Beautiful looking fire wood storage. Here in NH I have a large wood shed, concrete floor etc that holds about 12 cords, if I had to do it over, I would use your system of smaller sheds. Not limited to one location, don't need permits, don't pay property taxes, can empty whole shed and start with whole unit with one years wood, God forbid if there was a fire you wouldn't lose all of your wood, etc. Well thought out system and it can be built in increments as you process your wood for future years. Thank you for sharing. I use a wood box next to my stove that has 3 days wood and a canvas carrier that holds one loading of the stove. The width of the canvas is such that if the wood will fit on the canvas, it will fit in the stove and the canvas catches any sawdust or bark. Keeps the wife happy and the room neat. Have heated mostly with wood for the last 15 or so years, last 275 gal tank of oil lasted about 6 years. Nice to have oil backup to protect pipes if away or ill. While you can, one of the best preps I know is dry wood in a good wood shed, a good chimney, and a good stove. They will pay for themselves in a few years, are available now, may not be available if conditions change and would be invaluable in a grid down or SHTF situation. I burn the reject wood, too long, etc in the greenhouse. I have an airtight stove like your insert, mine is free standing, and the EPA tests showed it had about 84 % efficiency under test and their tests show that my old All Nighter, state of the art about 30 years ago, had an efficiency of about 50 %. That would save a lot of wood in 10 years.
     
    Last edited: Feb 5, 2017
    Motomom34 likes this.
  7. TnAndy

    TnAndy Senior Member Founding Member

    Yeah, cost mostly...plus you'd still have to have a covered shed to put them in. It takes nearly two full joints of 1 1/2" square tubing, 12' of 1 1/2" angle (around the top), plus a sheet & half of 4x8 expanded metal (sides/bottom 32x48= 1sheet, back is 48x48= 1/2 sheet), plus 2 cans spray primer and 2 for finish, mig wire/gas, and you've got over 100 bucks in ONE. Maybe if one could scrounge a source for metal cutoffs, you might do better, but I have to buy retail.

    Each holds 1/3 cord (4'x4'x 32"), meaning I'd need 12 of them to equal one shed.....plus a shed to park them in. My sheds, I buy 2-12' treated 6x6 for the skids, 5-8' pcs of metal (and I buy seconds/no warranty stuff for that....we have a couple of local roofing metal places, often get it for buck/linear ft), plus nails/paint, I end up with about the cost of one metal basket in a shed. All the rest of the wood is off my place. I use oak 6x6's for the corner posts, mortise/tenon them into the treated skids.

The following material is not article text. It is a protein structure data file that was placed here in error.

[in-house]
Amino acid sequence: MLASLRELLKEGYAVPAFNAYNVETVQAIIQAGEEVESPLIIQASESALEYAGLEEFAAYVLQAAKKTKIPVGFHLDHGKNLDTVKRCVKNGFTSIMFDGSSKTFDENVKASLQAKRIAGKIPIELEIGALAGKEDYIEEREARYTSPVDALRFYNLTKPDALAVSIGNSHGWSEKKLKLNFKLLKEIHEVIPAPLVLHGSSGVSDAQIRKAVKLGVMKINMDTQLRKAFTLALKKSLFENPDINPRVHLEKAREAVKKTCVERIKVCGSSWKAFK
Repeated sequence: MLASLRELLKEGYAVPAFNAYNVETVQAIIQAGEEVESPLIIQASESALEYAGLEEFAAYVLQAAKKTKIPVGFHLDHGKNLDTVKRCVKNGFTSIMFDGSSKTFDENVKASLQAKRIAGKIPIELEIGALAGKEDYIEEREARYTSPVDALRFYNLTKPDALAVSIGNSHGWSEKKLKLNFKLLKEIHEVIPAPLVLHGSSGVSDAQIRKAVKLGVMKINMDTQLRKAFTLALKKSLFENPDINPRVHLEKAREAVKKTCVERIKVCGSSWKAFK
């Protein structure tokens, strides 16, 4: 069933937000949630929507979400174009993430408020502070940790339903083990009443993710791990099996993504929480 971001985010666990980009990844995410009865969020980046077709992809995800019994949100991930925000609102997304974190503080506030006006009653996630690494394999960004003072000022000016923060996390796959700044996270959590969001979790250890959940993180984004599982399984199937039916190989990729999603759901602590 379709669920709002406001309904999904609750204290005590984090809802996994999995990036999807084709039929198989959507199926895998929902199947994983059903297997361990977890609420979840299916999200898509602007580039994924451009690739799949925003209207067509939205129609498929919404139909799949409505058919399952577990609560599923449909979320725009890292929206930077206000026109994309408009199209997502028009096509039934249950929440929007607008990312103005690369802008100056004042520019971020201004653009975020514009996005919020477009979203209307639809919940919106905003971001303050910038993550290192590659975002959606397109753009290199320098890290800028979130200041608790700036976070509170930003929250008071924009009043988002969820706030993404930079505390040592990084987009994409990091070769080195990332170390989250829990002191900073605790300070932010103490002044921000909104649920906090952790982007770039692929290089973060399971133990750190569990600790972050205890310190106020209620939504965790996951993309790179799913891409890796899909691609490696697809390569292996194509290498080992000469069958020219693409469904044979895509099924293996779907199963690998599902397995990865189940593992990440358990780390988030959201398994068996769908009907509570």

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    Help yourself.....as I say, I have very few original ideas, but I can copy something once I see it !
     
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  8. Motomom34

    Motomom34 Monkey+++

    I do like the idea of different sheds for wood. We had one shed plus a couple cord stored on the porch. It certainly makes the rotation of the wood easier by having it stored in different sheds. Excellent thread @TnAndy
     
    Ganado likes this.
  9. Airtime

    Airtime Monkey+++

    Is that door to the left a walk-in freezer? Something else?
    If a feezer, care to share how you designed and installed that?

    Thanks again.
    AT
     
  10. TnAndy

    TnAndy Senior Member Founding Member

    Good point....depending on your local, that can be a factor. Here, on skids, no property tax....sink four posts in the ground,same footprint, property tax.


    I totally agree....when you consider a cord of good hardwood is equal to a couple hundred gallons of fuel oil, at say $2/gallon, 16 cords of wood = (16x400) 6400 bucks worth of fuel.....and here's the kicker....you didn't have to go EARN 8-9000 bucks to have 6400 left after tax to buy the fuel !

    And as you say.....great prep....having several years ahead doesn't hurt come SHTF, or just a temporary health issue.

    And the new, high efficiency stoves are great. The old 'air tight' 50% efficient stoves from the 70's (Fisher/Bat Cave/etc) ought to all be turned into scrap IMHO, and folks embrace the gasifier technolgy...it's THAT MUCH better.
     
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  11. TnAndy

    TnAndy Senior Member Founding Member

    It's a walk in cooler....here's a thread from about 6 years back where I posted about it. Browse it, and if you still have questions, fire away.
    Busting down a pig out of the new cooler | Survival Monkey Forums
     
    Ganado likes this.